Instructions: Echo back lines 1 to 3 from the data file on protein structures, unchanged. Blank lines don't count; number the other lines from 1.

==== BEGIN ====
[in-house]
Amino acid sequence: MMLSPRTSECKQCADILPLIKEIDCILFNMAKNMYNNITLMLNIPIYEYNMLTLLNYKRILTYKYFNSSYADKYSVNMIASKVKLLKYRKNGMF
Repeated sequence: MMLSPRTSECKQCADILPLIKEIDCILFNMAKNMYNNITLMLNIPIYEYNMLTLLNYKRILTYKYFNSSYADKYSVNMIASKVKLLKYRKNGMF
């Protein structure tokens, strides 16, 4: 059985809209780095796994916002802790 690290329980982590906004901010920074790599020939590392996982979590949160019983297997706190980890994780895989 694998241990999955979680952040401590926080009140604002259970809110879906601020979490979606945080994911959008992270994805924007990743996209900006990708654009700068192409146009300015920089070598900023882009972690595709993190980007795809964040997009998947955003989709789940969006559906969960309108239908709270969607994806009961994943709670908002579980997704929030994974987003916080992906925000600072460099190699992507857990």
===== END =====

[in-house]
Amino acid sequence: MMLSPRTSECKQCADILPLIKEIDCILFNMAKNMYNNITLMLNIPIYEYNMLTLLNYKRILTYKYFNSSYADKYSVNMIASKVKLLKYRKNGMF
Repeated sequence: MMLSPRTSECKQCADILPLIKEIDCILFNMAKNMYNNITLMLNIPIYEYNMLTLLNYKRILTYKYFNSSYADKYSVNMIASKVKLLKYRKNGMF